For decades, the Chontalpa region of Tabasco, Mexico, conjured images of the possible origins of the Itzá, who migrated, conquered, or otherwise influenced much of Mesoamerica. In Oysters in the Land of Cacao, archaeologist Bradley E. Ensor provides an important resource for Mesoamerican Gulf Coast archaeology by offering a new and detailed picture of the coastal sites vital to understanding regional interactions and social dynamics.
This book synthesizes data from multiyear investigations at a coastal site complex in Tabasco&;Islas de Los Cerros (ILC)&;providing the first modern, systematic descriptions and analyses of material culture that challenge preconceptions while enabling new perspectives on cultural developments from the Formative to Late Classic periods through the lens of regional comparisons and contemporary theoretical trends. Ensor introduces a political ecological understanding of the environment and archaeological features, overturns a misconception that the latter were formative shell middens, provides an alternative pottery classification more appropriate for the materials and for contemporary theory, and introduces new approaches for addressing formation processes and settlement history.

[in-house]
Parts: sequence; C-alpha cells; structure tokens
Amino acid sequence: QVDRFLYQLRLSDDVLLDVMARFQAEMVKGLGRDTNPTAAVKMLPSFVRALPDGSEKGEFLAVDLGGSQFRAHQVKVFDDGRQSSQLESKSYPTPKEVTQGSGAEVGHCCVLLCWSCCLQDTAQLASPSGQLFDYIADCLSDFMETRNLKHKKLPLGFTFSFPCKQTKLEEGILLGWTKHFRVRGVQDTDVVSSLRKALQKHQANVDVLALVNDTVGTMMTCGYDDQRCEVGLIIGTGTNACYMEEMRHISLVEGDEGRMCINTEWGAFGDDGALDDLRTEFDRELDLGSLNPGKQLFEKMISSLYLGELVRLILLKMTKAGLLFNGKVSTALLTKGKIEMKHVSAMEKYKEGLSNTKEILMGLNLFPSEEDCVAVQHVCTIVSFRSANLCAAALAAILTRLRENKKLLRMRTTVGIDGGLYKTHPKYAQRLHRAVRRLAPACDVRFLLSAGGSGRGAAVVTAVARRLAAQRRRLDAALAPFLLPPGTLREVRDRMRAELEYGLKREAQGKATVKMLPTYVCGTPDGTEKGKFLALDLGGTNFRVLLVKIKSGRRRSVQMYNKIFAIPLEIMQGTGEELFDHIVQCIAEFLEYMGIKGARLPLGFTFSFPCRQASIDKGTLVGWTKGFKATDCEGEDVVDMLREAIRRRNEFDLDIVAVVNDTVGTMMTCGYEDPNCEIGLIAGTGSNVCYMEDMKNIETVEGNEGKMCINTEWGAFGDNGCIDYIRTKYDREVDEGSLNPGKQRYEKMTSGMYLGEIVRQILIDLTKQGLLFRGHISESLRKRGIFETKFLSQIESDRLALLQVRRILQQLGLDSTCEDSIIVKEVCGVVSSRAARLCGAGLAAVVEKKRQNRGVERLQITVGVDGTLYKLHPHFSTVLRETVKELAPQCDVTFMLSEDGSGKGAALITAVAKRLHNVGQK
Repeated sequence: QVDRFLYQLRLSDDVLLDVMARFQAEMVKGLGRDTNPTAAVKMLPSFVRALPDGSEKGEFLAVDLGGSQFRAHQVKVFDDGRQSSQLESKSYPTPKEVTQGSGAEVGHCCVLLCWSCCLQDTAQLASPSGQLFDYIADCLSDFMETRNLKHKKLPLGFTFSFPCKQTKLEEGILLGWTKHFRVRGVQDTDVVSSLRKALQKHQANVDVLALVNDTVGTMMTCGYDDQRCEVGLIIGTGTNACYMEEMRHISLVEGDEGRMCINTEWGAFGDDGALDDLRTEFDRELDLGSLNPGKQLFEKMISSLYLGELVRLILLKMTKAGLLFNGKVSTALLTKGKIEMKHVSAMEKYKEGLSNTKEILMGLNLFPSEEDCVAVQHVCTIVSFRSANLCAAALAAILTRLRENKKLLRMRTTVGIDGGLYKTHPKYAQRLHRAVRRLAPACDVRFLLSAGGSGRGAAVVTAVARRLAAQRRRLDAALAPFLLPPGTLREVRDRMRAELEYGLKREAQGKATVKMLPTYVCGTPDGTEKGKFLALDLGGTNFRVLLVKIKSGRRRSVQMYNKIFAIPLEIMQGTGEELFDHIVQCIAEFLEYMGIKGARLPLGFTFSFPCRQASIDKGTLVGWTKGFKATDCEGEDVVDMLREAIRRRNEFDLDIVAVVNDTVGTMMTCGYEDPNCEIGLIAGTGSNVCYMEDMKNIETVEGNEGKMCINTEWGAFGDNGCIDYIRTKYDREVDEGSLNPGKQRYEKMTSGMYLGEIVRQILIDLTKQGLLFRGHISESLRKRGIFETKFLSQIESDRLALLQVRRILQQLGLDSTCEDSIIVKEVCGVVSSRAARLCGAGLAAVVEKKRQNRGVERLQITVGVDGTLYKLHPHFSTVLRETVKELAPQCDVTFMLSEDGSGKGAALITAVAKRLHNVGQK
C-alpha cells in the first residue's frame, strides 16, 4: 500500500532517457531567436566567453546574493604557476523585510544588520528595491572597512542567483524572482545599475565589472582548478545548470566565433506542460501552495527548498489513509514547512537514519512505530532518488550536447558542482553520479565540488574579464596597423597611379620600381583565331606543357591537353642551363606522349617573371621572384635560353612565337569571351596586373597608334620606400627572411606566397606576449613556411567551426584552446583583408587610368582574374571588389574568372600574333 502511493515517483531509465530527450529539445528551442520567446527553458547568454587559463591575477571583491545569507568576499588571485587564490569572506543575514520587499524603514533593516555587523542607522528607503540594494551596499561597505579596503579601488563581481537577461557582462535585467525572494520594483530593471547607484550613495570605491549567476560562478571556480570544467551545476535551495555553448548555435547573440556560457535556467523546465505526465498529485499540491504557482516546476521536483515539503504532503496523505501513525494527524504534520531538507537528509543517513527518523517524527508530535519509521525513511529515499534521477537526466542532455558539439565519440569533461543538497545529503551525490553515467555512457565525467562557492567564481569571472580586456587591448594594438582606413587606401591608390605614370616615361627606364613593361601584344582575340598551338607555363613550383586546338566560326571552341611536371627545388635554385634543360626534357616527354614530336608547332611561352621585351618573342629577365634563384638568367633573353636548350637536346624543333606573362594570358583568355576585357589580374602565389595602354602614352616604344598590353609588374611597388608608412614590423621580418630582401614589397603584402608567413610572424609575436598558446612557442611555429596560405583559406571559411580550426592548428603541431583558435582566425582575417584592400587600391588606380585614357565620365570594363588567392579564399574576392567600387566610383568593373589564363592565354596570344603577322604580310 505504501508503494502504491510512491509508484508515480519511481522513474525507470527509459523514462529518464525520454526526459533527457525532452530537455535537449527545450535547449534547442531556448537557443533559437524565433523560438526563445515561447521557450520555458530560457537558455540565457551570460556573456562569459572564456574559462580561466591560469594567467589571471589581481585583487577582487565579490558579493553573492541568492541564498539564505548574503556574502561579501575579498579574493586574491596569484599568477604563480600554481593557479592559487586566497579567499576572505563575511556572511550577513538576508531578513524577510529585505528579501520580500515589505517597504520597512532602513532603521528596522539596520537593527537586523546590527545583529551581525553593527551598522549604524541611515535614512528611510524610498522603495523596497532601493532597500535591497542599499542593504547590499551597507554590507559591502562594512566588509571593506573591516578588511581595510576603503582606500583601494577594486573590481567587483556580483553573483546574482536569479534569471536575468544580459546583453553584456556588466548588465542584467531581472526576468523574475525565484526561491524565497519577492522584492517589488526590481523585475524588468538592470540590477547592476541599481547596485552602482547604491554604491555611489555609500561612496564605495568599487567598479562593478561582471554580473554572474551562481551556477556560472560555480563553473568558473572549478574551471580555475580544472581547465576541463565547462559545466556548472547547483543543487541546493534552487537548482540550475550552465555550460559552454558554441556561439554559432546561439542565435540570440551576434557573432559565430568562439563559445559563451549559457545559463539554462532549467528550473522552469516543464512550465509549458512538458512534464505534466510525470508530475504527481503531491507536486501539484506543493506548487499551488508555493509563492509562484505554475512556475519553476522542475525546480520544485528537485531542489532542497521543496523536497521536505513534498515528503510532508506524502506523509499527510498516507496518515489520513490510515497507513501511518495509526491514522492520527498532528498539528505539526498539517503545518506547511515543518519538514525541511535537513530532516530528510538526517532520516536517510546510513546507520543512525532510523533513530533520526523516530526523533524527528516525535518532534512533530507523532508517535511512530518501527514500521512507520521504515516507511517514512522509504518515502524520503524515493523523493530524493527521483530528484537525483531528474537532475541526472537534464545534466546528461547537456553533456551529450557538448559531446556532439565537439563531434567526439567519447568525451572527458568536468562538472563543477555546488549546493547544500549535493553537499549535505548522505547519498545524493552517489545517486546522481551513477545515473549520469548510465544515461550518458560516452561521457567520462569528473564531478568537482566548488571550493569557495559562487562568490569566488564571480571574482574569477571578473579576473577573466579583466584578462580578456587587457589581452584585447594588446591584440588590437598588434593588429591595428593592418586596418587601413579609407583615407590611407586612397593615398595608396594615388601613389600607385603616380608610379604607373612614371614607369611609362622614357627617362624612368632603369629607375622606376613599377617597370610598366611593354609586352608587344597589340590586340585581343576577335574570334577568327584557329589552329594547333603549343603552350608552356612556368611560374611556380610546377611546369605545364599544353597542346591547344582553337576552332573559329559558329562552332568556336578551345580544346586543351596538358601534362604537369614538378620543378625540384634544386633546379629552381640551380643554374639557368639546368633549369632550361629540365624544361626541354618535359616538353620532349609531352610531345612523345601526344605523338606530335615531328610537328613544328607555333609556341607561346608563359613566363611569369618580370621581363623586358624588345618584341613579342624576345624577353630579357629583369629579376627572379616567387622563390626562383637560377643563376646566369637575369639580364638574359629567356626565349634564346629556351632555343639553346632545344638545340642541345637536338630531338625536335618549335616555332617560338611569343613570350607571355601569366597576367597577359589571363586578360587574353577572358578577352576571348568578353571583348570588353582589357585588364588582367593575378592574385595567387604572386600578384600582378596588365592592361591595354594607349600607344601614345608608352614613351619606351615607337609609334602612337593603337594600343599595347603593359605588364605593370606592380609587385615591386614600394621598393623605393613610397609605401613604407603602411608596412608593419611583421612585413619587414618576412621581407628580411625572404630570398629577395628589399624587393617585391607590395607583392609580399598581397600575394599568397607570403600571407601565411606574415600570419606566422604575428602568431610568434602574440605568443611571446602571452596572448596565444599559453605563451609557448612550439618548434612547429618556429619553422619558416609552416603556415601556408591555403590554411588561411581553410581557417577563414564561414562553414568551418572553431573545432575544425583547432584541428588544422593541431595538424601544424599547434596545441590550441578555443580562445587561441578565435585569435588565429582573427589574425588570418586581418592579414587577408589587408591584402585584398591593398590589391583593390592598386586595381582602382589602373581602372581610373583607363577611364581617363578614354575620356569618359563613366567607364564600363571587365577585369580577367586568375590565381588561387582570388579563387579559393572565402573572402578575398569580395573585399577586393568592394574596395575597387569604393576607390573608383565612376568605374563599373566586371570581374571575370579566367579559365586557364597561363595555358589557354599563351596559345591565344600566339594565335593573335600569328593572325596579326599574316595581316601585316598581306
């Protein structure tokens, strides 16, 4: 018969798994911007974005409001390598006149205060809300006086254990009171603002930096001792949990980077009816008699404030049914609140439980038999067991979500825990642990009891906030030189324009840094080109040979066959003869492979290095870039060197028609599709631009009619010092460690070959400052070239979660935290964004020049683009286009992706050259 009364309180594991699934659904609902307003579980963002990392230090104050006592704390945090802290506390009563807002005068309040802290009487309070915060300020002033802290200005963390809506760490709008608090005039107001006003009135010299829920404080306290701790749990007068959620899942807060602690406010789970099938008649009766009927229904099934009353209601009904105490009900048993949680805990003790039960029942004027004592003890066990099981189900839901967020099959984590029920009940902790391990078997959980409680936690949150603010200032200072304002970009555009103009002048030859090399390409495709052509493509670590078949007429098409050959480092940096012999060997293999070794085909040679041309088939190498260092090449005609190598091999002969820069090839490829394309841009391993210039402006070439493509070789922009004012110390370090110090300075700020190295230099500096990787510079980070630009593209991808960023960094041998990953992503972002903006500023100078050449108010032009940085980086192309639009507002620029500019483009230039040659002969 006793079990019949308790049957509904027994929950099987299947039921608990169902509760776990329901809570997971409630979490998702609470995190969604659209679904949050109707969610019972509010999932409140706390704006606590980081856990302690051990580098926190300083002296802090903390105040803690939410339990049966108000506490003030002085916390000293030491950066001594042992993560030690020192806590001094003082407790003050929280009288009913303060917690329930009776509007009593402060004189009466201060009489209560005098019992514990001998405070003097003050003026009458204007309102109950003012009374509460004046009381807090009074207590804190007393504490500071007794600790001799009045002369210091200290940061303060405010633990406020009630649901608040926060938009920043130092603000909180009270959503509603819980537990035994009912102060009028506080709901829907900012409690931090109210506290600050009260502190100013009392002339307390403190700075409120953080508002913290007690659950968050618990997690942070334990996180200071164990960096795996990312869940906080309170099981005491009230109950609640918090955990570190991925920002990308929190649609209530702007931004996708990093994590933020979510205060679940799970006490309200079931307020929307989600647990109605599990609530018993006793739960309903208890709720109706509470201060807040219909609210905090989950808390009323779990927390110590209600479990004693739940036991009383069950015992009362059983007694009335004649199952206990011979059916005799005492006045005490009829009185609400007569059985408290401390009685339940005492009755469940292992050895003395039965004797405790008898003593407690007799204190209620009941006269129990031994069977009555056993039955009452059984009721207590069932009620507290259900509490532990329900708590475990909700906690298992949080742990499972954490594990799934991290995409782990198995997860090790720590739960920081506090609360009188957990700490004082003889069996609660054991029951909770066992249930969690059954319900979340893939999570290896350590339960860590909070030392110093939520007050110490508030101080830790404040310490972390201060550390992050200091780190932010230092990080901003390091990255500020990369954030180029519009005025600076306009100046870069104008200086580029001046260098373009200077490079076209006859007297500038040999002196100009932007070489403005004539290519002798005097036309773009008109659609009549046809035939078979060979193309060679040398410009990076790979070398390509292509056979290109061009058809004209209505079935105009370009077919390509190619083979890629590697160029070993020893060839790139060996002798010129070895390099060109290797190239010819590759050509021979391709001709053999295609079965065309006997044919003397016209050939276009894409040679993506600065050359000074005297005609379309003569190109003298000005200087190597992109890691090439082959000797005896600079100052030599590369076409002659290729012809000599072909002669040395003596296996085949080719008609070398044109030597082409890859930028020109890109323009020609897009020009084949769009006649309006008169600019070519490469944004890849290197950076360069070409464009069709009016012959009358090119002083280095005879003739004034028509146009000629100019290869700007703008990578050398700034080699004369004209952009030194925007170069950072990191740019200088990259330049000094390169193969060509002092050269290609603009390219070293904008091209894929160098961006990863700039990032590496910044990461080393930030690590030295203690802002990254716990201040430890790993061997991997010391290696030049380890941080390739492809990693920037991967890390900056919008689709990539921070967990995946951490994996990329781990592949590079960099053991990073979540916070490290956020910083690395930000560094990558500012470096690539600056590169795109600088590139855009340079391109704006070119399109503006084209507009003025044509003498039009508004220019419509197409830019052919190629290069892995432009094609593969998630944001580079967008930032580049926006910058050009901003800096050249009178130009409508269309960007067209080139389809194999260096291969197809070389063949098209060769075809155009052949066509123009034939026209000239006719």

Building on the empirical analyses and discussions of problems in Mesoamerican archaeology, this book contributes new approaches to practice and agency perspectives, holistically integrating intra- and interclass agency, kinship strategies, gender and age dynamics, layered cultural identities, landscapes, social memory, and foodways and feasting. Oysters in the Land of Cacao addresses issues important to coastal archaeology within and beyond Mesoamerica. It delivers an overdue regional synthesis and new observations on settlement patterns, elite power, and political economies.